Statistics and a Well Earned Rest

It has been 107 days since I called the Pictonaut Challenge to an end. Since then this blog has remained eerily silent; dead, but dreaming; trapped in an uneasily and restless slumber. This is because I decided that I needed a bit of a holiday from writing. After three and a half years of constant self-imposed deadlines I was getting a little burnt out and my mind had begun to fray at the edges. Writing had become less than easy and less than rewarding. So what have I been doing with myself? Not a great deal that could be counted as productive, that’s for sure. It’s been a delightful spell of general pottering, television, computer games and reading. All without the looming spectre of deadlines and expectations. The rest has done me good, and although I don’t expect to restart the Pictonaut Challenge any time soon it has made any writing I’ve chosen to do a lot easier. Instead of staring at a screen for an entire day, battering my brains out and only having 200 words to show for it, I’ve actually gotten things done. Only last week I managed to knock out 1,800 words over the course of a day without so much as breaking a sweat. It was a refreshing change and reminded me that writing doesn’t necessarily have to be hard. Once I’m satisfied that my convalescence is at and end I might even find the time to finish those bigger projects which have been living on the back-burner for far too long. But in lieu of any actual new content, and being a scientist at heart, I thought I’d dig into some of the statistics from the Pictonaut Challenge.

Full Pictonauts

To bring you these stats and numbers I’ve booted up my old and rusty copy of Excel, an ancient and arcane thing from the hazy days of 2002. It might not be pretty, but it can do numbers and graphs and sundry whatnots, so it’ll do.

The Pictonaut Challenge, as mentioned above, ran for 42 months. Starting in September 2011, and finishing in February 2015. Each wordascope was given a target of around 1,000 words. So simple maths would suggest that the total volume of words would be somewhere near 42,000. As it turn out, the final word count of the combined stories actually sits at 54,557. A whopping 12,557 words (or 29.9%) above the asking price.

How much I wrote and when I wrote it

How much I wrote and when I wrote it

The longest of the wordascopes was from March 2013 (Going for a Walk) which weighed in at 2,043 words. The shortest was, incidentally, from exactly a year before, in March 2012 (Any Direction.) These two pieces, despite their radically different sizes, represent two of my favourite stories from the whole endeavour. Which just goes to show you that size isn’t the be all and end all.

There was a lot of peaks and troughs over the course of the three and a half years. A month that produced a long piece was usually followed by a month with a shorter piece. Though the months from April 2013 until October 2013 proved to be something of a flat period, with all works hovering only just above the 1,000 mark. By the time the project finished the average wordascope size was 1,299 words (a figure which possesses a relative standard deviation of 28.2%.) The arbitrary target which I set myself and others, was one which I failed to hit on only 9 occasions (a “failure rate” of 21.4%)

Words vs target

How well did I hit that 1,000 word target?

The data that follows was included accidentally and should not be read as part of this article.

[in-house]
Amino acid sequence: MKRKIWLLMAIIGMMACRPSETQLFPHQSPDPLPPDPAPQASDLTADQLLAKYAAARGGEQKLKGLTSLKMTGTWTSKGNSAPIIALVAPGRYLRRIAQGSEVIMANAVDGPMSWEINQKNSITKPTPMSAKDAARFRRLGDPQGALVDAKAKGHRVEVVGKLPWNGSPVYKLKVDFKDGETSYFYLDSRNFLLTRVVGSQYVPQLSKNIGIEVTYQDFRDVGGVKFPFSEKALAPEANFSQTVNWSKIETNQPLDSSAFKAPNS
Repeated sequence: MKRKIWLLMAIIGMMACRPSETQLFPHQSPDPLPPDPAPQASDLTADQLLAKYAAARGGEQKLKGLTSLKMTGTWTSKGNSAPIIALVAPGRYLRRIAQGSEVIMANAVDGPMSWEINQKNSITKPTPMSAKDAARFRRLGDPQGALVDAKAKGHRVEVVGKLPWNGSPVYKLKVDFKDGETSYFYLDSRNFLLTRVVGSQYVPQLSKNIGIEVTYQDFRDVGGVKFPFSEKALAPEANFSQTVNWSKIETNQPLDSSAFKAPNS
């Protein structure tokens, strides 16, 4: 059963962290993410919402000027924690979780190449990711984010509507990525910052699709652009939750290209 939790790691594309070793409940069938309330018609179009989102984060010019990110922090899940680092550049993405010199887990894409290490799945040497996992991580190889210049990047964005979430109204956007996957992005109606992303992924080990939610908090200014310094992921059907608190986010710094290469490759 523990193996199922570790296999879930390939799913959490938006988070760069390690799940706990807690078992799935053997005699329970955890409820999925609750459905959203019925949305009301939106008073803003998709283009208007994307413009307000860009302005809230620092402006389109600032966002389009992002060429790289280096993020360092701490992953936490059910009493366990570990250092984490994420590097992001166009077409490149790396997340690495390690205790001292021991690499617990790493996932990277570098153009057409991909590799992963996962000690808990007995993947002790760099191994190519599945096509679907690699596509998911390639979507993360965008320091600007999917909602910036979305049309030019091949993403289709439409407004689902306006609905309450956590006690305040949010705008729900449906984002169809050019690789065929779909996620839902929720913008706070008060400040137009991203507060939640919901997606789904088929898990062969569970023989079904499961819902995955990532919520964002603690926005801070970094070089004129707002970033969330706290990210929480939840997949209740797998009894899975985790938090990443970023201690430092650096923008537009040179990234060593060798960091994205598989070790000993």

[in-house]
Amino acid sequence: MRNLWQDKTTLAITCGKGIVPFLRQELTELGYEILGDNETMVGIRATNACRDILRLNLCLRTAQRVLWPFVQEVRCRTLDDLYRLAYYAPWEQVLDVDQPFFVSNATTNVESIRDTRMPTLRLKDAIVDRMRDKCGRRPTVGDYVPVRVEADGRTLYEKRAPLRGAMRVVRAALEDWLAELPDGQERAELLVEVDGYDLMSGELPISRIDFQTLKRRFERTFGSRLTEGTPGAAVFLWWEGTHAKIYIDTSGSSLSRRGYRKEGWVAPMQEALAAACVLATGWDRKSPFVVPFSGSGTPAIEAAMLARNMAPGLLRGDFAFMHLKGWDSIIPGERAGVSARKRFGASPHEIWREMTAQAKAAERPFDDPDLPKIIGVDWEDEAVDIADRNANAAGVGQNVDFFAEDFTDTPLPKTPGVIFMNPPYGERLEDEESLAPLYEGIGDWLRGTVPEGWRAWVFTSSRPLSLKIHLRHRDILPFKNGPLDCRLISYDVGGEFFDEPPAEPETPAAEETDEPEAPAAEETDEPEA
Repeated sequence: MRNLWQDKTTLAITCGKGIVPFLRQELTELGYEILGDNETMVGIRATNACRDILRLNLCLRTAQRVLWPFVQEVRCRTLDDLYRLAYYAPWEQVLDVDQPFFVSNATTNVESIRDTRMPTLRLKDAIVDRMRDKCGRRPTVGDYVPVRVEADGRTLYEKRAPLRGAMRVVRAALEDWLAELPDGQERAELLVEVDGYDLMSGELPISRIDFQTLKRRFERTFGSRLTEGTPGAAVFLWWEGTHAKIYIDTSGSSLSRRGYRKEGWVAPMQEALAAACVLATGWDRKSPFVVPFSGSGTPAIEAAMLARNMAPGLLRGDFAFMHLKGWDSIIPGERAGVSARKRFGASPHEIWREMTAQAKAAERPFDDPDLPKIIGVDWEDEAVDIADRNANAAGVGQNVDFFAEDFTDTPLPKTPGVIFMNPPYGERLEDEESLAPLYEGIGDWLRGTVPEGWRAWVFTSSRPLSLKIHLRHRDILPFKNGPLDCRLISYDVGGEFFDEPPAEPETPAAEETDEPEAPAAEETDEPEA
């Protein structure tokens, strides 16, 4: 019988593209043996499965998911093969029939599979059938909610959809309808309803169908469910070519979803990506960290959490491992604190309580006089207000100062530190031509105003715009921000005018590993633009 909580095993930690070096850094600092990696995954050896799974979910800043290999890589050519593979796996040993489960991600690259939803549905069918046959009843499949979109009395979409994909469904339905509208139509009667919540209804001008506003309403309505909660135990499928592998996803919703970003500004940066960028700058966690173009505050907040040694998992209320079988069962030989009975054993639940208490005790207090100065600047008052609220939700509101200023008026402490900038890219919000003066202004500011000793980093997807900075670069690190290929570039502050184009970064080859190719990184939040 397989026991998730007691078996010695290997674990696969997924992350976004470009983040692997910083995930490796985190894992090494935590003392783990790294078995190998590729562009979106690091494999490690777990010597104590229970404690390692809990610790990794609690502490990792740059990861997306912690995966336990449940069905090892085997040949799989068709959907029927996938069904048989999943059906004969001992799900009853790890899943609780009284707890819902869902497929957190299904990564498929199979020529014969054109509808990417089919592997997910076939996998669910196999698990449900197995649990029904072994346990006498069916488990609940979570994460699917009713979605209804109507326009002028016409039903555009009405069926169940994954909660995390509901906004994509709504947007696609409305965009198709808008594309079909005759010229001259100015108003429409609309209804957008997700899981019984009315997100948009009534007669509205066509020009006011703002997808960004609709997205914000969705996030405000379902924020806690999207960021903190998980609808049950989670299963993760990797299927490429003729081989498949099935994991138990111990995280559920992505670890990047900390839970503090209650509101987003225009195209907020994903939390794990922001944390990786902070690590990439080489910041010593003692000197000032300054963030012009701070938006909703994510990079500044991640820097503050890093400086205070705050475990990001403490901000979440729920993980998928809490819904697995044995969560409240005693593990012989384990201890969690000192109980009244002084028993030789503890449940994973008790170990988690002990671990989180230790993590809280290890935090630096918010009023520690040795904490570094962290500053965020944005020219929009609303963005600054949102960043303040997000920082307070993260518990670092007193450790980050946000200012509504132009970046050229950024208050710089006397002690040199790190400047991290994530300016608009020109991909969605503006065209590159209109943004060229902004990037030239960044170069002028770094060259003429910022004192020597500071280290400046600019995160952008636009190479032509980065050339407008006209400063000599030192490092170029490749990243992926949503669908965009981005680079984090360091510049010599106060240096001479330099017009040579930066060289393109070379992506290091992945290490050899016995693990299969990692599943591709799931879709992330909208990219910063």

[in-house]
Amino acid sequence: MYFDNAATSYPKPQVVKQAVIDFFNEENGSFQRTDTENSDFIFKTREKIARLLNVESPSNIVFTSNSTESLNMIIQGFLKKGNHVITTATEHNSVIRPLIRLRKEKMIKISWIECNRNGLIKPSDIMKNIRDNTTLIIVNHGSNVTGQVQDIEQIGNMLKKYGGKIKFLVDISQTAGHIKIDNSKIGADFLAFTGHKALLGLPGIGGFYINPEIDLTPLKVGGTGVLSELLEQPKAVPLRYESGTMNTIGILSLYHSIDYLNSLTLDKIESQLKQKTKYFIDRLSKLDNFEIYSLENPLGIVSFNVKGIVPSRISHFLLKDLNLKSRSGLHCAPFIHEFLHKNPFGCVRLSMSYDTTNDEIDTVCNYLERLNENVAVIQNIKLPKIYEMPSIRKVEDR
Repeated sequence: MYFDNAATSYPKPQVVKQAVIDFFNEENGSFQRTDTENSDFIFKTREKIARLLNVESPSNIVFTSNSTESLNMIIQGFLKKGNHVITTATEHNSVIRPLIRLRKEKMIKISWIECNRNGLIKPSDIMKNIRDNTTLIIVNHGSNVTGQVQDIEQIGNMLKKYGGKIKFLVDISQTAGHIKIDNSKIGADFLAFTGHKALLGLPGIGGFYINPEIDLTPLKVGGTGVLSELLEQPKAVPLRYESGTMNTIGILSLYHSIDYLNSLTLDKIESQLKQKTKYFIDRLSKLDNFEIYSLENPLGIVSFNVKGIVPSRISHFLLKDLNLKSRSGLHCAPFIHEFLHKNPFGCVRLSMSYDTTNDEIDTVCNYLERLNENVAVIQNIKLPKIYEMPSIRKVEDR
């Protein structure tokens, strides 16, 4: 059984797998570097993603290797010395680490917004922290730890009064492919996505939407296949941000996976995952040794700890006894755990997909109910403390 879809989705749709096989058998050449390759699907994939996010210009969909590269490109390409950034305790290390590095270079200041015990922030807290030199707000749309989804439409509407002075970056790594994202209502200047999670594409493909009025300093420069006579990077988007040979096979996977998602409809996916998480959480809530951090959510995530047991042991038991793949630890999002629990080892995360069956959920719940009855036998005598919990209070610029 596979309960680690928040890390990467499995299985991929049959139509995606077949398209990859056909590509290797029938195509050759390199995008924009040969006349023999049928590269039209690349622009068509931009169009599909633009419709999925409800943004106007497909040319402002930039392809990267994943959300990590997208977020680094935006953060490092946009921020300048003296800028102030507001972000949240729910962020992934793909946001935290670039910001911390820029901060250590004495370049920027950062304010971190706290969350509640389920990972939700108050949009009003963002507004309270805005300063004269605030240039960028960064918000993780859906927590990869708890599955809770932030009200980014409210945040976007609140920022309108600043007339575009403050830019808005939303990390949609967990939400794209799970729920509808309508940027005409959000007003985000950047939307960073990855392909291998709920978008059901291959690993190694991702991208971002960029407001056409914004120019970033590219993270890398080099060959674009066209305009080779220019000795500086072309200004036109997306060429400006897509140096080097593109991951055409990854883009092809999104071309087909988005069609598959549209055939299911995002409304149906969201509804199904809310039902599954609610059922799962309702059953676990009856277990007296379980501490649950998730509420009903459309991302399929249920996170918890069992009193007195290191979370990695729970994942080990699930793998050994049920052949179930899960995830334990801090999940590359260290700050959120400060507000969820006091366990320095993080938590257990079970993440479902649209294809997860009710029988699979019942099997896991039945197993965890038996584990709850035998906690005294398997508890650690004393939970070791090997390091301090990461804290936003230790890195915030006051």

After crunching through the raw numbers, I assigned each of the wordascopes an approximate genre. Sci-fi, fantasy and horror are all fairly self-explanatory. Magical realism is slightly nebulous umbrella heading I gave to any of the stories which could be described as “weird stuff happening in normal places.” Historical or real-world is the catch-all title I used for anything that could broadly be considered as normal things happening in normal places, past or present.

Up until the day that I started compiling these statistics, if you’d asked me what kind of writer I was, I probably would have said that I was the sort of person who generally wrote fantasy themed pieces, and very occasionally dabbled with science fiction. This is not something that appears to be actually supported by reality. It would in fact appear that I have secretly been a writer of science fiction all along. A whopping 41% of everything I’ve written over the last three and a half years. Fantasy doesn’t even come in second place, it doesn’t even manage a comfortable third, it manages only a very uncomfortable third. The late 90s retro coloured pie-chart would have me believe that my main side-line is writing about strange, bizarre and generally magical things happening in ordinarily mundane environments. Admittedly there’s probably a fair amount of cross-over between these genre pigeon-holes, but it’s still a bit of a shock to my identity as a person who writes things.


This little genre pie-chart would however look quite different were I to take into account the 17,000 words of pulp fantasy I wrote for The Working Barbarian over the year an a half between April 2013 and August 2014. So perhaps I’m not as entirely wrong as I originally thought.

And that’s about as much statistical analysis as I’m willing to stomach outside of work.

While regular blog service is unlikely to resume in the near future, I do hope to have a few bits and pieces to show you all, as and when I finish them.

About The Rogue Verbumancer

A chemistry graduate consumed by the demons of apathy and disinterest. Likes tea and cheese. Sleeps less than he should. View all posts by The Rogue Verbumancer

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